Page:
The ideology that women need to be protected by their father has existed for centuries. Though this idea could be set on by biological characteristics, like women are just naturally smaller and weaker than men, it seems to mostly stem from societal norms. Women are seen as fragile, innocent, a group who needs protectors and often times her protector is her father; the man that is there for her in her earliest, neediest years on. This point is clearly illustrated in Little House on the Prairie. The main character Laura is a little girl who travels across the unsettled United States with her family. Throughout the entire trip of encountering wild animals among other dangers, Laura’s father and her male dog Jack are the ones that protect the rest of the family. As the trip begins, Laura recognizes that “nothing could hurt her while Pa and Jack [are] there” (7). On another occasion when there are wolves surrounding their house, Pa is trying to encourage Laura to go to sleep, so he reassures her by saying, “Jack and I will take care of you all” (98). Without Pa there Laura would not feel safe, she needs him to watch over her and make sure nothing bad happens. Similarly, in Keywords for Children’s Literature, Erica Hateley points out that gender “dictate[s] a specific vision of social relations” (86). In the past, just like Laura’s relationship with her father, society tells us that women’s social relations should involve someone who protects them. To go along with that, societal norms also reflect that fathers need to protect their daughters, which results in little girls, and women in general, being conditioned to need their father to feel safe.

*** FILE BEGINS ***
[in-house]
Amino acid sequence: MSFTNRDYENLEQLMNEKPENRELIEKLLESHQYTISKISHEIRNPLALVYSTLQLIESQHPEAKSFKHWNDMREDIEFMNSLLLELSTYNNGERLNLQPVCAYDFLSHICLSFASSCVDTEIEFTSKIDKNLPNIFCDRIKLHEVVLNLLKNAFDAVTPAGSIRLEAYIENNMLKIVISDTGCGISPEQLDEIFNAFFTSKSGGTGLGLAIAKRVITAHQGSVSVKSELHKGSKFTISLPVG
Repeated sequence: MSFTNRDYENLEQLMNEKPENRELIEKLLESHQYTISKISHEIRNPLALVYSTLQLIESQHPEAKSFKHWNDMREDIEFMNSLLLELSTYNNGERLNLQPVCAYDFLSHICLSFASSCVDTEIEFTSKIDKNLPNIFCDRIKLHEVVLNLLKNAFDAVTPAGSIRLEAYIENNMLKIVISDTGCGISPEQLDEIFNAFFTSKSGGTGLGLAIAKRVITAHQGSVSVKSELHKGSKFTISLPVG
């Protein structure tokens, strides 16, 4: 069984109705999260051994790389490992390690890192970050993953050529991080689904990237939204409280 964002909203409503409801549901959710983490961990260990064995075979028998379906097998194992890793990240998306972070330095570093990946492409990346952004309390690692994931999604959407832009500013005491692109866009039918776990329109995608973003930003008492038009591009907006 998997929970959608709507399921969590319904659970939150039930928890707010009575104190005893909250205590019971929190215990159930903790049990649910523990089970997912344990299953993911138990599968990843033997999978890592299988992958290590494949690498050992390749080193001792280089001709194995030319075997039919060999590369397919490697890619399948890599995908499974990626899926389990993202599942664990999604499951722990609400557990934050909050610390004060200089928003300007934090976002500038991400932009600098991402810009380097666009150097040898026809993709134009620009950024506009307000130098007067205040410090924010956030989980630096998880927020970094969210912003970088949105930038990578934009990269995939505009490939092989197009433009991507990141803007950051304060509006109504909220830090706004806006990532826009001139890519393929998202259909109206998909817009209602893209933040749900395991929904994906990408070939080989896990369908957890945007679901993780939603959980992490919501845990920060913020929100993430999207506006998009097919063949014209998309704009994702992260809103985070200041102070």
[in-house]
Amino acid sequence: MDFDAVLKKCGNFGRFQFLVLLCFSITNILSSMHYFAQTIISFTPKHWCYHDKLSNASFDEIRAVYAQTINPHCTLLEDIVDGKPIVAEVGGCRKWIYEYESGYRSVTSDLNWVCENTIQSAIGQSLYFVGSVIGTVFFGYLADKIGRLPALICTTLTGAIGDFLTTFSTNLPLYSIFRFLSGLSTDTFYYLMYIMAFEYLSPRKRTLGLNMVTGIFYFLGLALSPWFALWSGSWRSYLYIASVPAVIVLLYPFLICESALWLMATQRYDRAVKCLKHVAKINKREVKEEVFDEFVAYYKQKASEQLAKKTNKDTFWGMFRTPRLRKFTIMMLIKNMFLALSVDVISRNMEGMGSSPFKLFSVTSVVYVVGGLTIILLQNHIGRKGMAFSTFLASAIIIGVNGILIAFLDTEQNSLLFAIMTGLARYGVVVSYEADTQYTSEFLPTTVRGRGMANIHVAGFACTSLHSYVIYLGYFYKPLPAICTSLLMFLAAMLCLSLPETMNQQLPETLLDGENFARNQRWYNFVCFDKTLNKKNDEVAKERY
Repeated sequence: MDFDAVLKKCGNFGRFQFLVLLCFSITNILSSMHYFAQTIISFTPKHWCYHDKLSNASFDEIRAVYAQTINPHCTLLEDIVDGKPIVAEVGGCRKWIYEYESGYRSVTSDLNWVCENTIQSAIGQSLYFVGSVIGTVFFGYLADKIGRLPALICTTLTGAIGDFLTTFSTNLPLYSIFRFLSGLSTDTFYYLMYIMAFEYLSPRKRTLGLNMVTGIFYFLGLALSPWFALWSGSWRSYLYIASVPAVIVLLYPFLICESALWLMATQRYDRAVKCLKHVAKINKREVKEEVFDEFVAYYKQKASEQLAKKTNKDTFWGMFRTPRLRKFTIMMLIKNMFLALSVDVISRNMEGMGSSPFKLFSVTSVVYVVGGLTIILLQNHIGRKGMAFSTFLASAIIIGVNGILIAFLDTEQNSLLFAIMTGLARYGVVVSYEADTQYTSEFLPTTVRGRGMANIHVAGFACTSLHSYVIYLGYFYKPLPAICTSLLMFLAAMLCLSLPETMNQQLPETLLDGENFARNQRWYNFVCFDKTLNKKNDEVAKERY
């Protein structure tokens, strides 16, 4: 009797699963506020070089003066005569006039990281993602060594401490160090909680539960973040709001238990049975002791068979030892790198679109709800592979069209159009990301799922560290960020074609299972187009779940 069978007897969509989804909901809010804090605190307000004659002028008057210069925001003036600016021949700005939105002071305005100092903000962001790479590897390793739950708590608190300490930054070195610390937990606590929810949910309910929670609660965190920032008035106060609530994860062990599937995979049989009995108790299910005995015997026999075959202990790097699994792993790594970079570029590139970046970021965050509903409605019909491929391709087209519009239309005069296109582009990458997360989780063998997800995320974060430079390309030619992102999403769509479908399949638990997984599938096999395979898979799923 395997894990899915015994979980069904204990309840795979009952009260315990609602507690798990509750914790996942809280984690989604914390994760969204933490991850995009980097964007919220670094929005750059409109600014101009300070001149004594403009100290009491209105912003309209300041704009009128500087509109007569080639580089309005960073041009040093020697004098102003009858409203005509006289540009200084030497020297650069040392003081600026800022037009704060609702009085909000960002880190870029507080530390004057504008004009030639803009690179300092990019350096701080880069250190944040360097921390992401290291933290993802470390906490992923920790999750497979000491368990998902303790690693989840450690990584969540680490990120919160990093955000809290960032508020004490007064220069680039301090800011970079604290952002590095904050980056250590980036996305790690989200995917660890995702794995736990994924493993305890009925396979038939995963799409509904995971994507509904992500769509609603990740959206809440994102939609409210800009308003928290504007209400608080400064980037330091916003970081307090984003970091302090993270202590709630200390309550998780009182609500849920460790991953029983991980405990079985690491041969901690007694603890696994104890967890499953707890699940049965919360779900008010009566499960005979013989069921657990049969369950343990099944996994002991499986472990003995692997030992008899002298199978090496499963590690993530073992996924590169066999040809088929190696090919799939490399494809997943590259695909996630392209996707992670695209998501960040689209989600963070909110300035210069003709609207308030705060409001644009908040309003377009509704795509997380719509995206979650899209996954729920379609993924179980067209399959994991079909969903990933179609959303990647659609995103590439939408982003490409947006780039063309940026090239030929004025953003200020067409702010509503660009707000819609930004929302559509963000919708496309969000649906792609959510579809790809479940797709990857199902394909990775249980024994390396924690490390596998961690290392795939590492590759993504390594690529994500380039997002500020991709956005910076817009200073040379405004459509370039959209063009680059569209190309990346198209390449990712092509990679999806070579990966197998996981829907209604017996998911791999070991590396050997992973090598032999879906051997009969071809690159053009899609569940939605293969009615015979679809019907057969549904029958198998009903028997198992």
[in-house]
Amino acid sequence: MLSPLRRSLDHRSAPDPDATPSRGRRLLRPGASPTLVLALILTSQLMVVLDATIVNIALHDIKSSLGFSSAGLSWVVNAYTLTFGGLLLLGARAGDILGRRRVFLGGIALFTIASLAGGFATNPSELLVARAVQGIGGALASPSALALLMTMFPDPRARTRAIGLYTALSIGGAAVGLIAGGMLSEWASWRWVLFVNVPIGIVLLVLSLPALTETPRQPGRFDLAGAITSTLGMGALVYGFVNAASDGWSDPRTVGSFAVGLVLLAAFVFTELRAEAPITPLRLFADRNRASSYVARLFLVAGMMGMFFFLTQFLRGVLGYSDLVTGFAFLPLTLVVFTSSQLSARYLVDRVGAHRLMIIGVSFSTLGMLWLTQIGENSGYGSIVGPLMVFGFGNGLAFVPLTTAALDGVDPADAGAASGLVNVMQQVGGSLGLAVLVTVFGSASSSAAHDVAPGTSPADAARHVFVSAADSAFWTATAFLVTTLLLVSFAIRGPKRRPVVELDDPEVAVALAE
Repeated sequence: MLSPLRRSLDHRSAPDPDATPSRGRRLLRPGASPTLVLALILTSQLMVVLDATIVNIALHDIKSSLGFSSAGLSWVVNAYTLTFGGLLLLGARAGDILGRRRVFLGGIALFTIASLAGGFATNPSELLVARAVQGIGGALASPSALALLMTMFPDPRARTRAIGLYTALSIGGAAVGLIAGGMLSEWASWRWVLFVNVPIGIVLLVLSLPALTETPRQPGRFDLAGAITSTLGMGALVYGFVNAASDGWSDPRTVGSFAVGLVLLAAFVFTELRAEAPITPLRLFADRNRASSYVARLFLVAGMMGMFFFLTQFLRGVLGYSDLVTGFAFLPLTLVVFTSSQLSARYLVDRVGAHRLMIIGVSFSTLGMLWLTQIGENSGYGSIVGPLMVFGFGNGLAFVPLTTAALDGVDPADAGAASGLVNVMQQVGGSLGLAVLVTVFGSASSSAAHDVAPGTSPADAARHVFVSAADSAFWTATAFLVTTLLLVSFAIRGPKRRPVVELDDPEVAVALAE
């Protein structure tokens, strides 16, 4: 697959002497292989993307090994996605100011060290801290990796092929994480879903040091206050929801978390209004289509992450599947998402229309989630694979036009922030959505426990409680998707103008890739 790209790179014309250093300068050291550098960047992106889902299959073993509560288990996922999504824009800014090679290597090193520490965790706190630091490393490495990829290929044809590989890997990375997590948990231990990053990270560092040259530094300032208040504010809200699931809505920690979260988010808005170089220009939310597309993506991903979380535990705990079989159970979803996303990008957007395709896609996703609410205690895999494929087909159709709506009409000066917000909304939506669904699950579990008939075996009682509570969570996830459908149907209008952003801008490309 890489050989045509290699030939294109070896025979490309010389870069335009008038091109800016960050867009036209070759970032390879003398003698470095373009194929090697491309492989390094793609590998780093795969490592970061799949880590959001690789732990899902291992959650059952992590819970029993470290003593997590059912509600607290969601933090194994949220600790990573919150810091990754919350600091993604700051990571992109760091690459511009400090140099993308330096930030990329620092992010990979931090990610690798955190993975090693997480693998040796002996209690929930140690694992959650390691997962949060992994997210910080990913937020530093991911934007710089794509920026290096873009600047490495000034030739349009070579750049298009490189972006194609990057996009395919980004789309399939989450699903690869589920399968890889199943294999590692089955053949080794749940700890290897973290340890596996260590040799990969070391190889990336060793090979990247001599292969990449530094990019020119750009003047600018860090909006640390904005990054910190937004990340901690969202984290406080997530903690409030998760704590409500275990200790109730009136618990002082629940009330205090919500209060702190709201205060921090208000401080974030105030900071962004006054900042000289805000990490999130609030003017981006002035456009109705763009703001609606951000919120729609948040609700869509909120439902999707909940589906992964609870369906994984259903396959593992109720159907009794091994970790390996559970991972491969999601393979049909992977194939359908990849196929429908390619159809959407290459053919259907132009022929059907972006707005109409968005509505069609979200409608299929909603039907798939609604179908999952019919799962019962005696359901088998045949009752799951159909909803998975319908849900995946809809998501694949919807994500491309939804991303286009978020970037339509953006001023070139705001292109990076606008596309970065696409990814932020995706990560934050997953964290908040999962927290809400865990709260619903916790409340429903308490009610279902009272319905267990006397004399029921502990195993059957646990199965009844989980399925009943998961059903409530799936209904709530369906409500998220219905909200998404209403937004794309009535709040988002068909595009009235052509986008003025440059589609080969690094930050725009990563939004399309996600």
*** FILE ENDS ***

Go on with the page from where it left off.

Just as you would expect though, as time goes on society changes. It still stands true that women need to be protected when they are little, just like the saying goes “every little girl needs their father”. But in this day and age, it is more common for women to protect themselves once they get to a certain age. Most fathers still want to protect their daughters, but there does come a time in which women need to learn to live without a protector. In the song “My Little Girl”, Tim McGraw reveals the difficulty a father experiences when releasing his daughter into the real world where she has to learn to protect herself. Though it is a hard time, Tim McGraw states the hard truth that his daughter needs to “go on, [and] take on this whole world.” This is true, in order for women to mature and survive on their own, they need to be let out in the world free of any protectors. Sure, like the song says, a women may need to her father every now and again, but he is no longer her main source of protection from the dangers of the world.
Even though society has revolved around the idea that women need their fathers to protect them for centuries, it is in the best interest of women, and their fathers, to realize that they can protect themselves. As the world advances and times change, societal relationships need to change with it.